Chicano Racism

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Author Tara J. Yosso , outlines the definition of racism in her book, Critical Race Counterstories Along the Chicana/Chicano Educational Pipeline. Yosso begins her book by defining racism as, “a socially constructed category, created to differentiate groups primarily based on skin color, phenotype, ethnicity, and culture for the purpose of showing superiority… of one group over another” (Yosso, 5). Yosso’s definition of racism is meaningful when explaining the phenomena of Chicanos being marginalized out of the school system. THESIS: Due to the long history of racism in this country to which it was founded upon, other scholars such as Yosso aim to identify the conditions that bring Chicano’s to be pushed out of the educational system, effects …show more content…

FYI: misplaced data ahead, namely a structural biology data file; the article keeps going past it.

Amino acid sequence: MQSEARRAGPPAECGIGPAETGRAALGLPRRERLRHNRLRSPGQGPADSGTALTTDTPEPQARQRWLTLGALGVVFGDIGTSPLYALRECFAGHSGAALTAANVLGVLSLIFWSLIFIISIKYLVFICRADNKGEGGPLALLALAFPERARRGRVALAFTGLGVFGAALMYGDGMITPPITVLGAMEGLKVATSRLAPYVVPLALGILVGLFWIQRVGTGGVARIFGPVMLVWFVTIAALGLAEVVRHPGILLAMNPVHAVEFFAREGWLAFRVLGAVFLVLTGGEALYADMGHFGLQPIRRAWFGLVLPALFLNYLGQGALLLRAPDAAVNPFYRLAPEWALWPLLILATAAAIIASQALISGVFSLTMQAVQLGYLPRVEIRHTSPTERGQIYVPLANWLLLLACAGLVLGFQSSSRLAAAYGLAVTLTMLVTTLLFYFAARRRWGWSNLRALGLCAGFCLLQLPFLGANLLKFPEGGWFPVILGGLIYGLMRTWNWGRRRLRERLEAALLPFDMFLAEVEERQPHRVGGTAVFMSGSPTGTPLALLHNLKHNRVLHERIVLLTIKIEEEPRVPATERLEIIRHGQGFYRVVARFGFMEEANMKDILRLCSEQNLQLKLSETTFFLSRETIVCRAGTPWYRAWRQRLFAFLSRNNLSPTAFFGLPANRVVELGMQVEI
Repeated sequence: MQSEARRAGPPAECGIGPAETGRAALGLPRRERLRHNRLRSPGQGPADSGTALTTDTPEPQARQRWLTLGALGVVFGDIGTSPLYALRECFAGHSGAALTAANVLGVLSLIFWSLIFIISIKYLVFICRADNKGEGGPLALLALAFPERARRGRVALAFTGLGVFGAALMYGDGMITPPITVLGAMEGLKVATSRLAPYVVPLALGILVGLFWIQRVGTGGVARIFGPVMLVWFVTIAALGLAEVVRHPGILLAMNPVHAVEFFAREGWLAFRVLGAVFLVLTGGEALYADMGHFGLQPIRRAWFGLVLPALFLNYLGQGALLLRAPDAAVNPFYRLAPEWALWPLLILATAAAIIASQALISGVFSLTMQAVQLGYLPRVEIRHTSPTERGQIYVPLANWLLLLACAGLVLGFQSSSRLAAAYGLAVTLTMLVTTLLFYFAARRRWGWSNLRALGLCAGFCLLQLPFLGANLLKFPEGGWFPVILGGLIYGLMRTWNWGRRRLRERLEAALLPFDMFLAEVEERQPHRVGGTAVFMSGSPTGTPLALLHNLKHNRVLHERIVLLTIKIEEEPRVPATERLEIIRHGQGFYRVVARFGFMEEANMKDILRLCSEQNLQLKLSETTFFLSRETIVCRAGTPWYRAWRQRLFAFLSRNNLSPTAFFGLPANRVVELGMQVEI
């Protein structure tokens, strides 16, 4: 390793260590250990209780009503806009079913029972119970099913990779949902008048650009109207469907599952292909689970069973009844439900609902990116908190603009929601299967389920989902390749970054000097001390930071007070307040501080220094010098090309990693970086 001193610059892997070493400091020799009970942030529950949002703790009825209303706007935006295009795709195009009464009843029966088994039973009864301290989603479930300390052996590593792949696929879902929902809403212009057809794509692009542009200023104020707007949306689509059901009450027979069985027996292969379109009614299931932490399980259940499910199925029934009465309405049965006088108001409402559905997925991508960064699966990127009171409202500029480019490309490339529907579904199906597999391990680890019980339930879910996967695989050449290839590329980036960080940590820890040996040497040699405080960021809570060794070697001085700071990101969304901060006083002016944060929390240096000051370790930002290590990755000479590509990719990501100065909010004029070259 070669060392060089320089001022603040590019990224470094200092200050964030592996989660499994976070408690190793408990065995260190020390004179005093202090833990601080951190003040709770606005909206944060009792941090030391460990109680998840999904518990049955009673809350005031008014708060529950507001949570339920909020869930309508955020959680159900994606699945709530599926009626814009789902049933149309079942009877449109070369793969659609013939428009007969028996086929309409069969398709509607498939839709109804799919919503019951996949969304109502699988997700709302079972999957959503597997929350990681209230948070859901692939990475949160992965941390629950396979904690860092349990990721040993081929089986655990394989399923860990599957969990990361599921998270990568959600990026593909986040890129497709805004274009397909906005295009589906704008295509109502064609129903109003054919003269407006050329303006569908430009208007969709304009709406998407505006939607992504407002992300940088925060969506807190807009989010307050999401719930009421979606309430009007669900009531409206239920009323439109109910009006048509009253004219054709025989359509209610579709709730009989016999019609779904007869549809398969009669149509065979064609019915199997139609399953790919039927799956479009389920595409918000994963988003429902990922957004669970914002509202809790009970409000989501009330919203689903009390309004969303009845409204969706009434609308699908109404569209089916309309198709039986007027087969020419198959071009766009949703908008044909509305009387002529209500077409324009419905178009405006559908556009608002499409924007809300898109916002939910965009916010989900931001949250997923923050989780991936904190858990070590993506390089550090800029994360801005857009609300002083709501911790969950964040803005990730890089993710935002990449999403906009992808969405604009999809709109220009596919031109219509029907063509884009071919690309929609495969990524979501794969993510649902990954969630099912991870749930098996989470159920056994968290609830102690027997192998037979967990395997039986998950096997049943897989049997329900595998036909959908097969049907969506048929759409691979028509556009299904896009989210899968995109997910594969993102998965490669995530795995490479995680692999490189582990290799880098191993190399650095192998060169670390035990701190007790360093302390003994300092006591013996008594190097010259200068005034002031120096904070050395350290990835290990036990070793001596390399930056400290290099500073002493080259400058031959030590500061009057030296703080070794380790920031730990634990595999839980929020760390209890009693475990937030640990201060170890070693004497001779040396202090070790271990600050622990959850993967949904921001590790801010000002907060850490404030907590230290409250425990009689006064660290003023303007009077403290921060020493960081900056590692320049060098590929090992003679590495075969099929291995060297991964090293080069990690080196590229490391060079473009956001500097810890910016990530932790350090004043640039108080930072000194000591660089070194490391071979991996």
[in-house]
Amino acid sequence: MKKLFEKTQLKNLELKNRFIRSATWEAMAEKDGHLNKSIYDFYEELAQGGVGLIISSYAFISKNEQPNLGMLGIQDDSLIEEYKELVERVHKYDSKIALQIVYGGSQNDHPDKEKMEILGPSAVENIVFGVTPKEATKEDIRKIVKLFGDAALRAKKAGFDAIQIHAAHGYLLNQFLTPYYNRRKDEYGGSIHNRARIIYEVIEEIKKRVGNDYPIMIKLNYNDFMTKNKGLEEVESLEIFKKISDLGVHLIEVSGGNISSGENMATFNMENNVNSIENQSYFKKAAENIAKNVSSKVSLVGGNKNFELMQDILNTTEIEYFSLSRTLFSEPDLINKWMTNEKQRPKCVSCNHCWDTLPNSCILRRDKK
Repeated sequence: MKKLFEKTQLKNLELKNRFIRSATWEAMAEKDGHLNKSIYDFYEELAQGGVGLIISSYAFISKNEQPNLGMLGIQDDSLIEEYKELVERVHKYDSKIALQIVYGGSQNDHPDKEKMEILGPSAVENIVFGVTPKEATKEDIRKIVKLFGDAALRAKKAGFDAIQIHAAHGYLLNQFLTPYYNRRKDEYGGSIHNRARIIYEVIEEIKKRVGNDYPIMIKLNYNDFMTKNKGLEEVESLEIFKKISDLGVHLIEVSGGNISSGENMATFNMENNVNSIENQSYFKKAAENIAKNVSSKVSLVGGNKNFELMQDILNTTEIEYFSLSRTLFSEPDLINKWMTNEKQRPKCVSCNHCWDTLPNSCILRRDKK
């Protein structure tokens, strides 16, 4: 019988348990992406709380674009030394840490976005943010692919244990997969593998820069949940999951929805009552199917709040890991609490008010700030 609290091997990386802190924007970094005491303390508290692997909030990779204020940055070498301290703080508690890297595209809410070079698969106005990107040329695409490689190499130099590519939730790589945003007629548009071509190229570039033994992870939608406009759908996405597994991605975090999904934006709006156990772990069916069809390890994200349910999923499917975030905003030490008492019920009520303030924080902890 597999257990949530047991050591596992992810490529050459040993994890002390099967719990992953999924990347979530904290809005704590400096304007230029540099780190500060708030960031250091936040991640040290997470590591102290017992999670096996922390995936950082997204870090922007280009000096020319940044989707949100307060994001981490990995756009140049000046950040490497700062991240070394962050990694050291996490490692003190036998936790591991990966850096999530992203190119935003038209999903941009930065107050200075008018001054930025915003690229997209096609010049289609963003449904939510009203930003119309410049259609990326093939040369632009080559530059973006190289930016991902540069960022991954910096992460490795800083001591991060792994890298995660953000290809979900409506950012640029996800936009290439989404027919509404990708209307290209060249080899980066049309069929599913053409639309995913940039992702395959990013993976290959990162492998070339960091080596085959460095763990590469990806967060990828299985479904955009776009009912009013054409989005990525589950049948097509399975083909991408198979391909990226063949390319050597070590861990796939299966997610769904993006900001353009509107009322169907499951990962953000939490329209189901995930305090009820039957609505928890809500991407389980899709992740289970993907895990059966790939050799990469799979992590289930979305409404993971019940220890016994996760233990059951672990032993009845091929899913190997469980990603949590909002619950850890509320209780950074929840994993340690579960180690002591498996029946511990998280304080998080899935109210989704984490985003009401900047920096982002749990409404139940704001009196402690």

There is a constructed myth about Chicano families not valuing education. Richard R. Valencia and Mary S. Black attribute this myth to “deficit thinking” theory (Valencia & Black, 83). Deficit thinking is based on pseudoscience, and applied to Mexican-american families of a low-socioeconomic status (SES), for a student’s degree of academic success. Deficit thinking, looks at an individual's culture as the source of their school failure, rather than pointing out the educational system itself as the factor that marginalizes Chicano’s students. Examples of deficit thinking are found among three types of literature which individually looks at the opinions of it’s creators in expressing their belief Chicano family's structure is the factor for under representation in Chicano educational success. First, scholar’s Master’s Thesis and scholarly literature base their conclusion on stereotypes of Mexicans. Valencia explains that these types of scholarly literature target Chicano’s family characteristics for being “culturally deprived”( Valencia & Black, 85). A family is considered culturally deprived when compared to the status quo of a White family. This narrative examines routines of White families, such as them and rewarding their student as an incentive to excel in their academics, and if the Mexican-American family is not following that norm they are failing as parents because they are not making education a goal. “At risk” literature is another that asserts family characteristics causing low academic achievement. In Valencia’s article, she references Lubeck and Garrett, two scholars who use parents that are “drop-outs” as the source for not knowing how to prepare their student for school. Finally, other narratives have used statistics when measuring Chicano families value on education. Sowell (1981) aimed to use results

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